- Past and future medical expenses
- Loss of income earnings
- Decrease in earning capacity
- Pain and suffering
- Disability and impairment
- Rehabilitation and therapy
- Home modifications
- Caregiver expenses
- Loss of consortium
Do I Have a TBI Case?
TBI claims are based on personal injury law. These cases hinge on proving another person or party’s negligence caused the accident or incident that led to your injuries and resulted in you suffering damages.
To recover compensation in a TBI case, you must establish four elements of negligence:
- Duty of Care: You must demonstrate that the defendant (the party you are holding responsible for your TBI) owed you a duty of care. This means that the defendant had a legal obligation to act reasonably and prevent harm to others. The duty of care can vary depending on the circumstances. For example, in a car accident case, a driver has a duty to operate their vehicle safely and follow traffic laws.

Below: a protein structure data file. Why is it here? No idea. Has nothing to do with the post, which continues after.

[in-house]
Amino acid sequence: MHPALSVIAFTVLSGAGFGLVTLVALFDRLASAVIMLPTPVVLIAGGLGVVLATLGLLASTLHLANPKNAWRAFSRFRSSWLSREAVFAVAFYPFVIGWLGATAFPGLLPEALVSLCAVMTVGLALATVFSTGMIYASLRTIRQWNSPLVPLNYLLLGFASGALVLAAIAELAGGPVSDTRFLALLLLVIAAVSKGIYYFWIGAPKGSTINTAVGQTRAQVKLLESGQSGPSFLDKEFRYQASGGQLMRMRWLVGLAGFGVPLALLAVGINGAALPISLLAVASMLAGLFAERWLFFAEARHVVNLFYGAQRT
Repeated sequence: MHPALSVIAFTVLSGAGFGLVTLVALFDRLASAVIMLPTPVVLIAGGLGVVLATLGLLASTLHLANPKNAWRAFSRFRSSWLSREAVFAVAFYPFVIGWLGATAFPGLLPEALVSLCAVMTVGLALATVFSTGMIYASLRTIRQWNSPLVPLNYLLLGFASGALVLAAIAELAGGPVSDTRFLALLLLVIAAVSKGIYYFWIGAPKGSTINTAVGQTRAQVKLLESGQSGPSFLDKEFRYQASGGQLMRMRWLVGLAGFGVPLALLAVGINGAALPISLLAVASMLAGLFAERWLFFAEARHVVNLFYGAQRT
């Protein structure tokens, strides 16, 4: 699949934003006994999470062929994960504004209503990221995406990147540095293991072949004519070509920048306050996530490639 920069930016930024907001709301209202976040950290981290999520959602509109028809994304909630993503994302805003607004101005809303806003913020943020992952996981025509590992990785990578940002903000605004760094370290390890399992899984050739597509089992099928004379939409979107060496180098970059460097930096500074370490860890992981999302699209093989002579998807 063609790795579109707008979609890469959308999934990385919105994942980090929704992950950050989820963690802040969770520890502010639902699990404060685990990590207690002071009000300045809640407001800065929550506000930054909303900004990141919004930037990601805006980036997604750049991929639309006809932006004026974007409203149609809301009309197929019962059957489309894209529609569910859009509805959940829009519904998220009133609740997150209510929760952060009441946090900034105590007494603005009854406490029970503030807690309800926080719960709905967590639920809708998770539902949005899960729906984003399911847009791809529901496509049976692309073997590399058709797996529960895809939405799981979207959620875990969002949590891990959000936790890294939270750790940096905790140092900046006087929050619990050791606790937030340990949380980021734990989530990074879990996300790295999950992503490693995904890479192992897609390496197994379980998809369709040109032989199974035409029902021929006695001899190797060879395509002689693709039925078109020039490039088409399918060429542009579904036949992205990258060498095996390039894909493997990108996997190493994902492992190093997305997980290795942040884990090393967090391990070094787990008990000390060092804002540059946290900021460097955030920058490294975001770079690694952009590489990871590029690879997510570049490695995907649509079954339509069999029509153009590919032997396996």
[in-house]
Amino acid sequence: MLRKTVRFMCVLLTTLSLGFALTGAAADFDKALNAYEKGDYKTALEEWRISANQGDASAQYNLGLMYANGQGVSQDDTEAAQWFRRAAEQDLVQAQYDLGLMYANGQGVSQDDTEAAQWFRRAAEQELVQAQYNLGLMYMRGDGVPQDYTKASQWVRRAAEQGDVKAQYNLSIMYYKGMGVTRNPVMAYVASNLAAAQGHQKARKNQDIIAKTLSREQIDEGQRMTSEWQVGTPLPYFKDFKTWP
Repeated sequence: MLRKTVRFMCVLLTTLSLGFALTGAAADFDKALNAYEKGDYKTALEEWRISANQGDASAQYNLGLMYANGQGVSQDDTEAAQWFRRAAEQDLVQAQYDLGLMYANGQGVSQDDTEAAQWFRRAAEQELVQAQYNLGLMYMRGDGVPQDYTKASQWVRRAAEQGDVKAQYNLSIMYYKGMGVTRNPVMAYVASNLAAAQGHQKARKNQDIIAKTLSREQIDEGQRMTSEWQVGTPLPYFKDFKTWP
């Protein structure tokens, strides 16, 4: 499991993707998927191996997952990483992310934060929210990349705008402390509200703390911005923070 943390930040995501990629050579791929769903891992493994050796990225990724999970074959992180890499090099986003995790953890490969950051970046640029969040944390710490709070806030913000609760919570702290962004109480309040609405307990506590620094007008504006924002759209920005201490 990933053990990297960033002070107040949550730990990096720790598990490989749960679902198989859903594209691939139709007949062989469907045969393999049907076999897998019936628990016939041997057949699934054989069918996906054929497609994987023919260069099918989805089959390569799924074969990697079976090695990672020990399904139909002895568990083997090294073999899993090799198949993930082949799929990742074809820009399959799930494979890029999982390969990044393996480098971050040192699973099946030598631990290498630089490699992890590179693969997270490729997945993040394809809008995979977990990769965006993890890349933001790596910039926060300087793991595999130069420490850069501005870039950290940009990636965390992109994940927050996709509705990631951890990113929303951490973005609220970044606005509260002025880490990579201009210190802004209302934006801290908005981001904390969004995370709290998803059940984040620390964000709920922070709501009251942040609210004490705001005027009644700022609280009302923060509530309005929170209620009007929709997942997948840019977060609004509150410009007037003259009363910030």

- Breach of Duty: You must show that the defendant breached their duty of care. In other words, you must prove that the defendant’s actions or negligence fell short of the standard of care expected in the given situation. For instance, if your TBI resulted from a slip and fall in a store, you might need to demonstrate that the store failed to maintain safe premises.
- Causation: You need to establish a causal connection between the defendant’s breach of duty and your TBI. You must show that the defendant’s actions or negligence directly led to your injury. Medical evidence, expert testimony, and other forms of evidence may be used to prove causation in TBI cases.